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Artificial Intelligence
blog 10 Jun 2020

Artificial intelligence as inventor

Written by Rolf Suurmond

Blog series: Part 1

In my patent practice I have encountered an increasing number of clients who work with artificial intelligence. Artificial intelligence is becoming a ubiquitous tool in innovative companies active in data engineering, medicine development, image processing, etc.. That means that researchers employ artificial intelligence in their work, which can lead to inventions that are – partly or entirely – the result of an output made by the artificial intelligence. Of course there is nothing special about using a tool to make an invention. Calculators, and later computers that can run entire system simulations, have been used for a long time.

The patent law prescribes that it is immaterial how an invention is made or how much effort is put into it. What counts is the technical contribution itself, and that the invention was not obvious.

But what if an invention is made entirely by an artificial intelligence? What if you could just say “Hey Google, how can I make a thinner smartphone?” – and Google would send you a drawing with an innovative design and manufacturing process of a very thin smartphone that is actually thinner than all existing smartphones, but with the same capabilities?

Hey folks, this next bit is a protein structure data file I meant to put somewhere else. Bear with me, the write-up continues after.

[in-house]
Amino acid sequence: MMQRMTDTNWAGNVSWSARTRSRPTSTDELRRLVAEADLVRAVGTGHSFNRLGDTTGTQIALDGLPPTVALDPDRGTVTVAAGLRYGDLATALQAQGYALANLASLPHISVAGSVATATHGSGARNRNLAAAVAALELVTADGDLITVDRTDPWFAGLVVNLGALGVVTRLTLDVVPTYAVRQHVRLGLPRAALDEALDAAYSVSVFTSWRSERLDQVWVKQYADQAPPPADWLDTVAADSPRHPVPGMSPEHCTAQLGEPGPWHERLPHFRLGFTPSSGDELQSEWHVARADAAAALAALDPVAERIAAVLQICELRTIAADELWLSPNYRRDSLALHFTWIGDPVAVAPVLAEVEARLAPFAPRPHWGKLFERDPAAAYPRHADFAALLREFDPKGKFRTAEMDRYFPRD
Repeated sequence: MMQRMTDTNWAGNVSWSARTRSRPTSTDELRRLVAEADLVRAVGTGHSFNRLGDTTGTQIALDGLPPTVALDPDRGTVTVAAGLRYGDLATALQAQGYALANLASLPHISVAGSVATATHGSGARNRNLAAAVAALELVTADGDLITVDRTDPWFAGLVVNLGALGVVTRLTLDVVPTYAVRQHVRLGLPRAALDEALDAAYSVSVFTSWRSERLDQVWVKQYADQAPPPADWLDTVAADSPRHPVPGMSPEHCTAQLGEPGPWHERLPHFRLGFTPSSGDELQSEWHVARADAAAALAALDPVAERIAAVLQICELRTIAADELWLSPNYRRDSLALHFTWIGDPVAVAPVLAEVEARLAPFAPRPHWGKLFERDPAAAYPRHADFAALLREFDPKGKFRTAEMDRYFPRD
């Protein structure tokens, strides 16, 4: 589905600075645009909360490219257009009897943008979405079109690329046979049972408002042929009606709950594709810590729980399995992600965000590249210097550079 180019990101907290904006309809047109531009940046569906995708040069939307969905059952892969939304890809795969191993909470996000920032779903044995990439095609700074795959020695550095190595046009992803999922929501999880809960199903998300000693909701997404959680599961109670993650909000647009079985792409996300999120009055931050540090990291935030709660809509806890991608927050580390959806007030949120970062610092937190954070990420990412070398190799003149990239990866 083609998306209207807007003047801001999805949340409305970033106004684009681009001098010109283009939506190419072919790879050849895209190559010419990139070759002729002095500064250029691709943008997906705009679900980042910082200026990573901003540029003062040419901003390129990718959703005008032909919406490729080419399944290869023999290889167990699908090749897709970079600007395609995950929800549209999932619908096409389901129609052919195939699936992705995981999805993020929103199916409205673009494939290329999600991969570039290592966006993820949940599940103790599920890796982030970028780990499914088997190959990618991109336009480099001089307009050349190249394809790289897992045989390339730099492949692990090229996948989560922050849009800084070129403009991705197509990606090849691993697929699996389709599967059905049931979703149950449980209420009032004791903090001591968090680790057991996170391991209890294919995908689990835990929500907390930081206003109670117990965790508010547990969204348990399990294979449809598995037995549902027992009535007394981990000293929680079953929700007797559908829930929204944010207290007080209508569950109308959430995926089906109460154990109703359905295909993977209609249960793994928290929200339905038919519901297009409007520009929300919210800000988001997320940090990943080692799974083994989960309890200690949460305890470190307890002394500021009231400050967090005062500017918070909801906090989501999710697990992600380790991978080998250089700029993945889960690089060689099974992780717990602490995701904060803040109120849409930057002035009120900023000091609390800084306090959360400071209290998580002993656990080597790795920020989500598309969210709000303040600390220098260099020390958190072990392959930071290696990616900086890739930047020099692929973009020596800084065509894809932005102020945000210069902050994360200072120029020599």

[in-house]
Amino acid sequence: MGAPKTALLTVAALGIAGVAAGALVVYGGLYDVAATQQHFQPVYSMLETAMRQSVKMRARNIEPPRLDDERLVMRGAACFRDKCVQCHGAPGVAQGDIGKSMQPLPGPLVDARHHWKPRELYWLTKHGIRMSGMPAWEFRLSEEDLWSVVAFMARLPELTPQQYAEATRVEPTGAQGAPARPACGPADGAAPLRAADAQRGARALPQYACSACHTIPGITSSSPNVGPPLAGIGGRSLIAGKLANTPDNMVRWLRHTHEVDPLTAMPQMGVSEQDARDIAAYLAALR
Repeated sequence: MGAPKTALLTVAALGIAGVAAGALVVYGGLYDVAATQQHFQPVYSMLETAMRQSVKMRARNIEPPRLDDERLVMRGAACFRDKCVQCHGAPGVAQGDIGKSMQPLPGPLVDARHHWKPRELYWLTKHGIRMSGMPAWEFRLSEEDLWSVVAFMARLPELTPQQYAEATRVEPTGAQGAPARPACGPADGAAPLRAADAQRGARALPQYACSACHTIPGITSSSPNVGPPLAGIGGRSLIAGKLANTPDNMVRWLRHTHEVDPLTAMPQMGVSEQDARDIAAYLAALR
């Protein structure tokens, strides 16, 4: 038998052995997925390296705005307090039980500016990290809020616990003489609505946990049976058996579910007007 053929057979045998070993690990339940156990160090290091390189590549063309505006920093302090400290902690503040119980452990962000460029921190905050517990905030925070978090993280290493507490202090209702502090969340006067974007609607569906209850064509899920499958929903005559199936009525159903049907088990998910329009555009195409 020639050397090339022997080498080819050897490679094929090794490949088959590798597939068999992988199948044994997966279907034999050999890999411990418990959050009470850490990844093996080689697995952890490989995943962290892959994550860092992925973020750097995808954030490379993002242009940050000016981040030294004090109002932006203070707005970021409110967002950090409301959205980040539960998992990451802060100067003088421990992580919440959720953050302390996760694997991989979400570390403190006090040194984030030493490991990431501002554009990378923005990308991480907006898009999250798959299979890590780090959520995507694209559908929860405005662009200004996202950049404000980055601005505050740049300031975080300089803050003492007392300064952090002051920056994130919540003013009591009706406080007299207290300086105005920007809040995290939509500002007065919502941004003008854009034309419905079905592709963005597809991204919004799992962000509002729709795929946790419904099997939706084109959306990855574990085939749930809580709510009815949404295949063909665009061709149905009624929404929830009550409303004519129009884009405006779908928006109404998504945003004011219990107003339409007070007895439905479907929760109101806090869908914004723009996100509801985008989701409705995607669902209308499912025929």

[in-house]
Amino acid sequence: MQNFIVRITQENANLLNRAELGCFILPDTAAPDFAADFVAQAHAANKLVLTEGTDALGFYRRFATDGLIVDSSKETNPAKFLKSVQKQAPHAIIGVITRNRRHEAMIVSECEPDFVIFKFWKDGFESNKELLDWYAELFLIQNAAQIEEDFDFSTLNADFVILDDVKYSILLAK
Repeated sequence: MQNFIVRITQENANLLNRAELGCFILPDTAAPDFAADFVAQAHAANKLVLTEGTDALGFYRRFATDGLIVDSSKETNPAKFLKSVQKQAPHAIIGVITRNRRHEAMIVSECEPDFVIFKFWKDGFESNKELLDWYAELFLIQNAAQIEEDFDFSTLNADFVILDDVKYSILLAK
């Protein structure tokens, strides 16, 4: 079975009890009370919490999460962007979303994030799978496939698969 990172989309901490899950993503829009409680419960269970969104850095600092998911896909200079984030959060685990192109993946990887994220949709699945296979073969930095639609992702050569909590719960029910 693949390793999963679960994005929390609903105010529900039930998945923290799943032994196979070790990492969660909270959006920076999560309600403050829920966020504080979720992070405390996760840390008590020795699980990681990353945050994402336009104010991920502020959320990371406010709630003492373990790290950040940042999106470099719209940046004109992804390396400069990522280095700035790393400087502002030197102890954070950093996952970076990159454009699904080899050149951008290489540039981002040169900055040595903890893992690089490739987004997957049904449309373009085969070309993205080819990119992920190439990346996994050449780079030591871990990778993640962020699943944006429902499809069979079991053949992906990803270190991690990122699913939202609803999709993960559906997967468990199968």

Who invented the thinner smartphone? Who should get a patent on it?

Of course, the patent laws and conventions were written a long time ago, when such a scenario was unimaginable. Therefore, no effort was made by the legislators to explicitly specify that an inventor must always be a human being.

It may seem ridiculous to specify a machine as Google Assistant, or any artificial intelligence, as inventor. On the other hand it may seem the logical thing to do – didn’t the artificial intelligence come up with the brilliant idea? It may also seem irrelevant who is designated as the inventor – who owns the patent is what counts, doesn’t it?

Once artificial intelligence really would become capable of doing inventions in a particular technical field, this is going to have big consequences for the patent landscape. Think alone of the speed at which a machine can work and the amount of data it can process compared to a human being. These consequences go way beyond the mere question of who or what is the inventor that is mentioned on the first page of a patent.

Therefore, I plan to make a mini-series about this topic, to raise awareness of the many questions (and possible answers). So look out for part 2 next week!